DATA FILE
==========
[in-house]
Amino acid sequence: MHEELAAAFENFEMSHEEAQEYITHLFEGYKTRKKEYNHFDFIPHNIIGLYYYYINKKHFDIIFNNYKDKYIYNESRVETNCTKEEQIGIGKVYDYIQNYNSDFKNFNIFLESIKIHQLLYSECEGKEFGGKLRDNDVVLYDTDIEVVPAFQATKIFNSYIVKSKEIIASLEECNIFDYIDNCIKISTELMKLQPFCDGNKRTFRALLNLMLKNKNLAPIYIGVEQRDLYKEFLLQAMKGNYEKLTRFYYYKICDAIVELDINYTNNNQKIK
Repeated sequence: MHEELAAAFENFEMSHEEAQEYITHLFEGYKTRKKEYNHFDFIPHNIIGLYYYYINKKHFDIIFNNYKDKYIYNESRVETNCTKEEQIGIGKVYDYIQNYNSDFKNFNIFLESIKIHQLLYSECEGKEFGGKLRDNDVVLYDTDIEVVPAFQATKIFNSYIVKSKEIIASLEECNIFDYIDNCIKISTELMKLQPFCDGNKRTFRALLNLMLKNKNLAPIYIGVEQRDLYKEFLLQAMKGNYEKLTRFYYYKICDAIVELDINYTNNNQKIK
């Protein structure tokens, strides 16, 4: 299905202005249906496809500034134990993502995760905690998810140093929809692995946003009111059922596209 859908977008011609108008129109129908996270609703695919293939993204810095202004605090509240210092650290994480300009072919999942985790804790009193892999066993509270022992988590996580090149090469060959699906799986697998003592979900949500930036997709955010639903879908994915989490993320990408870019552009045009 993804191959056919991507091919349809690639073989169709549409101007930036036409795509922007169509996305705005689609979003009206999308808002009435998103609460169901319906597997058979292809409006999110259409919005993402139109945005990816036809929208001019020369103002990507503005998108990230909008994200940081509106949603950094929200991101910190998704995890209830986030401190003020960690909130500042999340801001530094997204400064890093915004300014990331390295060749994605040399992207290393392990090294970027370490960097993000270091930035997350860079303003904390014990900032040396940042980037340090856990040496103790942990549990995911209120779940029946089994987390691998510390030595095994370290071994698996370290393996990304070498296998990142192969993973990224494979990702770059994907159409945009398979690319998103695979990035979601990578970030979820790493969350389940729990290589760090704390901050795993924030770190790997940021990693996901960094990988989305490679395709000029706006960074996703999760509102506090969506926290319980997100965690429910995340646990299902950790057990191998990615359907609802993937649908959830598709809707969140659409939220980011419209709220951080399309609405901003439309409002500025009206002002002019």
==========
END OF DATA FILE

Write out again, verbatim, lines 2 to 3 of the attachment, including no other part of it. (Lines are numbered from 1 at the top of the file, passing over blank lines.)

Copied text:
Amino acid sequence: MHEELAAAFENFEMSHEEAQEYITHLFEGYKTRKKEYNHFDFIPHNIIGLYYYYINKKHFDIIFNNYKDKYIYNESRVETNCTKEEQIGIGKVYDYIQNYNSDFKNFNIFLESIKIHQLLYSECEGKEFGGKLRDNDVVLYDTDIEVVPAFQATKIFNSYIVKSKEIIASLEECNIFDYIDNCIKISTELMKLQPFCDGNKRTFRALLNLMLKNKNLAPIYIGVEQRDLYKEFLLQAMKGNYEKLTRFYYYKICDAIVELDINYTNNNQKIK
Repeated sequence: MHEELAAAFENFEMSHEEAQEYITHLFEGYKTRKKEYNHFDFIPHNIIGLYYYYINKKHFDIIFNNYKDKYIYNESRVETNCTKEEQIGIGKVYDYIQNYNSDFKNFNIFLESIKIHQLLYSECEGKEFGGKLRDNDVVLYDTDIEVVPAFQATKIFNSYIVKSKEIIASLEECNIFDYIDNCIKISTELMKLQPFCDGNKRTFRALLNLMLKNKNLAPIYIGVEQRDLYKEFLLQAMKGNYEKLTRFYYYKICDAIVELDINYTNNNQKIK